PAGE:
Stratification

“Meritocracy is an ideal system based on the belief that social stratification is the result of personal effort — or merit — that determines social standing” (Openstax, pg.188). It goes to say that people should get jobs almost exclusively based on ability and talent. Personally, I do not believe that we have a meritocracy in the United States. Although some can put forth a lot of effort and become successful, it is not common. Many people inherit jobs or money, which naturally gives them a head start above others. Other things that influence this is the inability of companies to keep their objectivity. People can (and will) be evaluated not only on skill and effort, but on gender, race, or even sexuality. This doesn’t allow for the US to have a fair meritocracy.

The Davis moore thesis states the following; 1. For society to function positions must be filled, from most important to least important. 2. Some positions are more important than others. 3. More important positions must be filled by more qualified people. 4. More important positions must offer greater rewards. In some ways, this theory makes sense (https://bb.uccs.edu/webapps/blackboard/execute/displayLearningUnit?course_id=_178160_1&content_id=_2665604_1). It seems fair that a surgeon who had to go through many years of higher education should earn more than someone who works at Sears as a cashier. But when you look further, you find more examples that don’t seem to make a lot of sense. For example, the annual salary of Lionel Messi (a pro soccer player) is $43,865,800. The average annual salary of a high school teacher is $56,310. This, by Davis-Moore’s theory, would imply that a soccer player is more important than a teacher. I personally disagree with this notion. I agree more with Mosca’s theory, which states 1. No society can exist unless its organized, it needs leadership. 2. Leadership requires inequalities of power; some people lead and some follow 3. Because human nature is self-centered, people in greater power will always use power to seize greater rewards for themselves (https://bb.uccs.edu/webapps/blackboard/execute/displayLearningUnit?course_id=_178160_1&content_id=_2665604_). 1 I believe these descriptions make sense. People need leadership, otherwise we would become disorganized. And those who are in power will always take advantage of the power they have, because no one is truly altruistic.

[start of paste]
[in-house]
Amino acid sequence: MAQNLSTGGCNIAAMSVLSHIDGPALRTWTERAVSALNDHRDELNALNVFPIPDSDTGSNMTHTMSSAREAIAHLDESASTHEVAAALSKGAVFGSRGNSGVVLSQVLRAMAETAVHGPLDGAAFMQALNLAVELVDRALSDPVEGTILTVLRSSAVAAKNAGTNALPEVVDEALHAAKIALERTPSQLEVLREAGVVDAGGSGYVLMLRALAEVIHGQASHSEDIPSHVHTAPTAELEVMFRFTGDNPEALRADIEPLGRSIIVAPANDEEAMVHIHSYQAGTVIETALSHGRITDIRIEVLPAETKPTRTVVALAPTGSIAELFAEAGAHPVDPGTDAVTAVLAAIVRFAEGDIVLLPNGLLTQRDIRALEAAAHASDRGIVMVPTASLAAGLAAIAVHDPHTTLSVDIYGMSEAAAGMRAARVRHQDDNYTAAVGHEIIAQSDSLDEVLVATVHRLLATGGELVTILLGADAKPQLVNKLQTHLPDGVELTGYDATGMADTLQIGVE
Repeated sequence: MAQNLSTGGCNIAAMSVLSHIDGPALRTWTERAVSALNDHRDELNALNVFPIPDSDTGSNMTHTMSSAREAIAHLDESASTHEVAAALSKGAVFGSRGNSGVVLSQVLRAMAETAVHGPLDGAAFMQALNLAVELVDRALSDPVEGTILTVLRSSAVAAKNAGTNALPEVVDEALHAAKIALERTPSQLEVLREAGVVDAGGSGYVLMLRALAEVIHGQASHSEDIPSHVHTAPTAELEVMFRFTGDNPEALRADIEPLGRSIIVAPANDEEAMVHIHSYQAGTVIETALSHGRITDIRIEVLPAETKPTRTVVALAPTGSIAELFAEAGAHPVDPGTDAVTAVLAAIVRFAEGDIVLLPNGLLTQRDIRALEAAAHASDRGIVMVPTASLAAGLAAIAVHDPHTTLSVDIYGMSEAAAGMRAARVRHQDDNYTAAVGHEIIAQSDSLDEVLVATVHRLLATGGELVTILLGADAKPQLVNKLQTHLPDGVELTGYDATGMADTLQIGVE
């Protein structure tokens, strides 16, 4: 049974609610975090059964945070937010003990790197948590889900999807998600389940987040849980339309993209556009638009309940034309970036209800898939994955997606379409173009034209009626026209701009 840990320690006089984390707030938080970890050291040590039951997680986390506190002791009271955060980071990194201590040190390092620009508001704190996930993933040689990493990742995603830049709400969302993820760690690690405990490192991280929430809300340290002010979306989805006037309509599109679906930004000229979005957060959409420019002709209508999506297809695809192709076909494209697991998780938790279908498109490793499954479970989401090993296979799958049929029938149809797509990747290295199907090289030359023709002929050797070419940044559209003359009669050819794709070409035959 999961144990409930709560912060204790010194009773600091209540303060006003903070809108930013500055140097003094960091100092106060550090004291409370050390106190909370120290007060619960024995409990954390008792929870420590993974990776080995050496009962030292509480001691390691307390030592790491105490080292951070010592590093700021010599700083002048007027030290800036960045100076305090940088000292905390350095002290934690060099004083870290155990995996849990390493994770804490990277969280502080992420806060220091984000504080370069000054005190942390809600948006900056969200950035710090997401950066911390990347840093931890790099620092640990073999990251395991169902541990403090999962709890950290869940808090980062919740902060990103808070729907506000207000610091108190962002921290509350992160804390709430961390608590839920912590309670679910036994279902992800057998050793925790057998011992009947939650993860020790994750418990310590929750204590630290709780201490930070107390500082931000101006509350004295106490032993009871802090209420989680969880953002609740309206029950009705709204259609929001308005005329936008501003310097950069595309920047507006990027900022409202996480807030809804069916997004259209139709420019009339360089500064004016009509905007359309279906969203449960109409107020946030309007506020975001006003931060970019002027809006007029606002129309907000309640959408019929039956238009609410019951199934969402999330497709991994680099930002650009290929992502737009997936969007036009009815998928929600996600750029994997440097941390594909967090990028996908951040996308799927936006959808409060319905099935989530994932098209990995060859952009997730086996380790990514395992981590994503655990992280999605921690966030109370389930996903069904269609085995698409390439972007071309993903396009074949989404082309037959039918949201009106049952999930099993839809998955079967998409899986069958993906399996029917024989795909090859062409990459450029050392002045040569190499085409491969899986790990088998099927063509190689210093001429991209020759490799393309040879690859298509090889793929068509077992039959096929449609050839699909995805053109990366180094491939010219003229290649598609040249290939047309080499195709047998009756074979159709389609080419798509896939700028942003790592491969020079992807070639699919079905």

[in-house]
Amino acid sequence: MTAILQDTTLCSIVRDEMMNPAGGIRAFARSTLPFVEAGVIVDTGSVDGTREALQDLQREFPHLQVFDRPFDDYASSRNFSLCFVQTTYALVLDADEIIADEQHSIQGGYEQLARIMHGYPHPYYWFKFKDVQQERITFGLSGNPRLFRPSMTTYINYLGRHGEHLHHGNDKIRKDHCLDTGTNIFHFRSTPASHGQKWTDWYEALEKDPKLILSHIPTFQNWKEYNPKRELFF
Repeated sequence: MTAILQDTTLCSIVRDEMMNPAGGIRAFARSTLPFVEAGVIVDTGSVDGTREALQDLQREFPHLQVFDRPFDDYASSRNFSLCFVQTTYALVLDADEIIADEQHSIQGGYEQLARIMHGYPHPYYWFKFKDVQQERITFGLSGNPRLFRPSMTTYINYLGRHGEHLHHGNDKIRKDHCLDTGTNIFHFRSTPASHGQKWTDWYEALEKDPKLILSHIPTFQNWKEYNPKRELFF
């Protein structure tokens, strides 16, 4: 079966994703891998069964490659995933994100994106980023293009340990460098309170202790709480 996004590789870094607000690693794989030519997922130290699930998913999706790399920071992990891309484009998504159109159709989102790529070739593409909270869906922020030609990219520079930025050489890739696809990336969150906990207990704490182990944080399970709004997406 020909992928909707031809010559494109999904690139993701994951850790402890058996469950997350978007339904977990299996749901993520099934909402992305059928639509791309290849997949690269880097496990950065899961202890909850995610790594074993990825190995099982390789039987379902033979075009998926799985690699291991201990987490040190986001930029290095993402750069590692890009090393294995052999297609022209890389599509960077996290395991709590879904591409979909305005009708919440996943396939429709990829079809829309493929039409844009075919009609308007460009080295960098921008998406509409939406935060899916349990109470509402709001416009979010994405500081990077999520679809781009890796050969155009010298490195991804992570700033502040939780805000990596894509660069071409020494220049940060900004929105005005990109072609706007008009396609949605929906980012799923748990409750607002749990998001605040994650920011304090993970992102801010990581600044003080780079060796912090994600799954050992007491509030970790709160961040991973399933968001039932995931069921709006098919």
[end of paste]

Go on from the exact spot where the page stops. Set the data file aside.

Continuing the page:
I personally agree with Mosca’s argument that humans are self-centered by nature. People will do what they must do to survive. No one is truly altruistic in nature, and I don’t think that’s a negative notion. People can still do good deeds, and make the world and themselves better in the process, but now without some sort of reward.